Uroanalysis and Coprology
¿What is the coprological test and what is it for?
It is a clinical laboratory test in which a stool sample is analyzed in order to see both the general functioning of the intestine and its ability to absorb nutrients, if there is bleeding, inflammation, overgrowth of bacteria or yeast (fungi), and presence or infection with bacteria considered pathogenic and parasites.
This test can be complemented with tests such as stool culture, which aims to determine the presence of pathogenic bacteria in the stool to identify them and define their susceptibility to antimicrobials.
It can also be complemented with immunological tests that detect viral antigens of gastroenteritis-causing viruses such as rotavirus and adenovirus, among others, to make a rapid diagnosis of the infection and prevent its spread to other people. In addition, with molecular biology tests that allow simultaneous detection of bacteria, parasites and viruses in stool, such as the FilmArray gastrointestinal panel that we offer at Hematológico, whose result is obtained in approximately 2 hours.
¿What are the recommendations for taking a stool sample?
Ideally, a small portion of the sample should be taken. If it is liquid, between 1 mL and 2 mL, and if it is solid, approximately 2 g (equivalent to one bean). A new, sterile, screw-capped container should be used, which is usually available from the laboratory or a pharmacy. It is not recommended to collect the sample from the toilet but directly into the container or, in the case of infants, from the diaper without touching the cloth. The person should not be using creams, suppositories, laxatives, antidiarrheals, antibiotics or antiparasitics.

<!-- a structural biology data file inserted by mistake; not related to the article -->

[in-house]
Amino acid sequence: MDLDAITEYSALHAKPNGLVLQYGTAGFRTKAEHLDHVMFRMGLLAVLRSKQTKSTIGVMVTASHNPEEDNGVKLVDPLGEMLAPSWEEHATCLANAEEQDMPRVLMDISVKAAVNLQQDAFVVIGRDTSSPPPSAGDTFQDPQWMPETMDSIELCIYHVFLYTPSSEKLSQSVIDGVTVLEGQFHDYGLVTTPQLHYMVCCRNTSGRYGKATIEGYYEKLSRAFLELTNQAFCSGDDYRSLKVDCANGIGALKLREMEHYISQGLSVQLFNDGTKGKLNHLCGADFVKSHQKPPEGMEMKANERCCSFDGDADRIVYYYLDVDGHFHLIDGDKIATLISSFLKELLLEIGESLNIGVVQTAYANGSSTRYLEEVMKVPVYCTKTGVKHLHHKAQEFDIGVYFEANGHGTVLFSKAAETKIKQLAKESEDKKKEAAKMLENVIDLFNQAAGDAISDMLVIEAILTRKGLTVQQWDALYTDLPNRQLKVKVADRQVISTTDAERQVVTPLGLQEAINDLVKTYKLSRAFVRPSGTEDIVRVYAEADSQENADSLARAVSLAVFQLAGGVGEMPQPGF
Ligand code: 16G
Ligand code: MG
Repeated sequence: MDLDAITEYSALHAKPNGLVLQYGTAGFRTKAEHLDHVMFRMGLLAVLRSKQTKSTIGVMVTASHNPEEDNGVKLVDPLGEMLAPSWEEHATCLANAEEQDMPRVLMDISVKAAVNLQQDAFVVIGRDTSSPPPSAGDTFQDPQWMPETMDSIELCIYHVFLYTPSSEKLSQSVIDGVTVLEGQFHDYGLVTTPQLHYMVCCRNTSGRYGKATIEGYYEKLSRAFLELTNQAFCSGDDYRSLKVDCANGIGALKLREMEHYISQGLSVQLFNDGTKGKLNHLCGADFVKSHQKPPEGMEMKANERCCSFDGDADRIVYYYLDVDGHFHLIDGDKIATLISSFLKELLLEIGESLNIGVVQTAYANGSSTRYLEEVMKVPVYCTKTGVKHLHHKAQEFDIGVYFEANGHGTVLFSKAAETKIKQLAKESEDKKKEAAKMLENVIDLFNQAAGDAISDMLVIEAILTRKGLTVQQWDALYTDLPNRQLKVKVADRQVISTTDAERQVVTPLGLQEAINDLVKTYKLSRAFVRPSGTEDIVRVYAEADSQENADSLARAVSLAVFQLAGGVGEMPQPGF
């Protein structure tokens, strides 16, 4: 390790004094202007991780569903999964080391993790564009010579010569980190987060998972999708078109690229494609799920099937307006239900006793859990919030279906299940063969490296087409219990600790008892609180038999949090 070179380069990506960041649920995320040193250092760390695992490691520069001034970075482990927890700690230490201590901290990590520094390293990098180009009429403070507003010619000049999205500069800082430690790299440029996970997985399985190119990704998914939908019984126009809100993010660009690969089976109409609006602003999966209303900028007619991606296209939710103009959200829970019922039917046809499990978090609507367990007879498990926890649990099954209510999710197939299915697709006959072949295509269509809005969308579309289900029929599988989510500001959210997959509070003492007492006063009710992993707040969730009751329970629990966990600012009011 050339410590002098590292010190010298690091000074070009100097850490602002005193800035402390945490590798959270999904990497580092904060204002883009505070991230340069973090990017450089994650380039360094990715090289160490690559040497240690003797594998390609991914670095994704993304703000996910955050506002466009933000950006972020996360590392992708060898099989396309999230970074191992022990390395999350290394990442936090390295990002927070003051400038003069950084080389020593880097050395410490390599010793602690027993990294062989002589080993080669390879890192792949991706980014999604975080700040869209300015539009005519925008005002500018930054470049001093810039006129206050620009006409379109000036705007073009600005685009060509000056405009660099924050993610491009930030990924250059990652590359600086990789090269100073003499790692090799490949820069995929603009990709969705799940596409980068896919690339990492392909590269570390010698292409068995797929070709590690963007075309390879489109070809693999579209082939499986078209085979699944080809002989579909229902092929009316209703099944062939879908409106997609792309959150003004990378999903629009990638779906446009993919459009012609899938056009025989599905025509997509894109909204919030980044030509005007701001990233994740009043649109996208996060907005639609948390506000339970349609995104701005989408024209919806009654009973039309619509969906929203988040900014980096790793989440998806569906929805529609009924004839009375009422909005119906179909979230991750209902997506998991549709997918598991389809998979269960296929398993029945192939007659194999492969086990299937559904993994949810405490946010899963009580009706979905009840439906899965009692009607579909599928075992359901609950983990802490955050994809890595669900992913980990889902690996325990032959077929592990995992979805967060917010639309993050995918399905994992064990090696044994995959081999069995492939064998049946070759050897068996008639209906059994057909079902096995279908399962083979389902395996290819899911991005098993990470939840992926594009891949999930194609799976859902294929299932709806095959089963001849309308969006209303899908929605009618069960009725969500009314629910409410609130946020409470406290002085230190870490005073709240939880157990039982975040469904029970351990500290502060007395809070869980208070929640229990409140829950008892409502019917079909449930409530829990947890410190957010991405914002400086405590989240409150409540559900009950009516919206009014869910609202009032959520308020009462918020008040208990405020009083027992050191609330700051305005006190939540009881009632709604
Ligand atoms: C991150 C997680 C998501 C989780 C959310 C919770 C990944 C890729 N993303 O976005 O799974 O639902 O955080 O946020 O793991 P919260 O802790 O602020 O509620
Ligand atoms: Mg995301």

¿What is uroanalysis and what is it for?
This is a test that seeks to make a general analysis of urine, which indirectly assesses renal and bladder function by determining certain physicochemical characteristics such as macroscopic appearance, pH, density, bilirubin, glucose, proteins, urobilinogen, ketone bodies, nitrites, among others, as well as the search for erythrocytes, leukocytes, crystals and microorganisms. This study is complemented with the visualization of the urinary sediment under the microscope in which some of the aforementioned findings are confirmed.
In the case of suspected high (renal) or low (bladder) urinary tract infection, the urinalysis should be complemented with urine culture, which makes it possible to determine the infecting microorganism, identify and define its sensitivity to antibiotics, and guarantee the success of the treatment.
¿What are the recommendations for urine sampling?
Ideally, the first urine should be taken in the morning, after cleansing the genitals. A new, sterile, additive-free container should be used, which is usually delivered to the laboratory or can be obtained from a pharmacy. The first part of the urine should be discarded and the second portion should be collected. The patient should not be consuming antimicrobials or if he/she is using them it is important to inform the laboratory. Urine should be submitted to the laboratory within two hours of collection.